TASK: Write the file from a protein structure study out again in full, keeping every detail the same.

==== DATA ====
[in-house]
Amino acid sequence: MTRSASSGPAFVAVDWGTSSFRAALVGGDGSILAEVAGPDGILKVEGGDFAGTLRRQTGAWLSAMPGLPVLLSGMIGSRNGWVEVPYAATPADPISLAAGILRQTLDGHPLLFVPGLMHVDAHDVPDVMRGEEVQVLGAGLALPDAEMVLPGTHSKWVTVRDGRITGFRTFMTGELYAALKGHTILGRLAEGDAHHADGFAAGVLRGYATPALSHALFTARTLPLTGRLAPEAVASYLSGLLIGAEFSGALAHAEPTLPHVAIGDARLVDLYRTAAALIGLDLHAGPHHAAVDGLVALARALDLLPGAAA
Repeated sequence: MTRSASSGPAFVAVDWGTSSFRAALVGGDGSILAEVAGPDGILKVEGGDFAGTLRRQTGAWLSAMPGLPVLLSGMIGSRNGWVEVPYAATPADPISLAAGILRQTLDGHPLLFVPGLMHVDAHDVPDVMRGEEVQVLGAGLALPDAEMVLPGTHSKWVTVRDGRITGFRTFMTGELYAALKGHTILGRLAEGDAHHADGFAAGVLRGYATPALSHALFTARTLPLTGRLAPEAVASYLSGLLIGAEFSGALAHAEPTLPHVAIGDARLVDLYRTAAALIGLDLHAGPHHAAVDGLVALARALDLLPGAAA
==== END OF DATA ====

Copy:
[in-house]
Amino acid sequence: MTRSASSGPAFVAVDWGTSSFRAALVGGDGSILAEVAGPDGILKVEGGDFAGTLRRQTGAWLSAMPGLPVLLSGMIGSRNGWVEVPYAATPADPISLAAGILRQTLDGHPLLFVPGLMHVDAHDVPDVMRGEEVQVLGAGLALPDAEMVLPGTHSKWVTVRDGRITGFRTFMTGELYAALKGHTILGRLAEGDAHHADGFAAGVLRGYATPALSHALFTARTLPLTGRLAPEAVASYLSGLLIGAEFSGALAHAEPTLPHVAIGDARLVDLYRTAAALIGLDLHAGPHHAAVDGLVALARALDLLPGAAA
Repeated sequence: MTRSASSGPAFVAVDWGTSSFRAALVGGDGSILAEVAGPDGILKVEGGDFAGTLRRQTGAWLSAMPGLPVLLSGMIGSRNGWVEVPYAATPADPISLAAGILRQTLDGHPLLFVPGLMHVDAHDVPDVMRGEEVQVLGAGLALPDAEMVLPGTHSKWVTVRDGRITGFRTFMTGELYAALKGHTILGRLAEGDAHHADGFAAGVLRGYATPALSHALFTARTLPLTGRLAPEAVASYLSGLLIGAEFSGALAHAEPTLPHVAIGDARLVDLYRTAAALIGLDLHAGPHHAAVDGLVALARALDLLPGAAA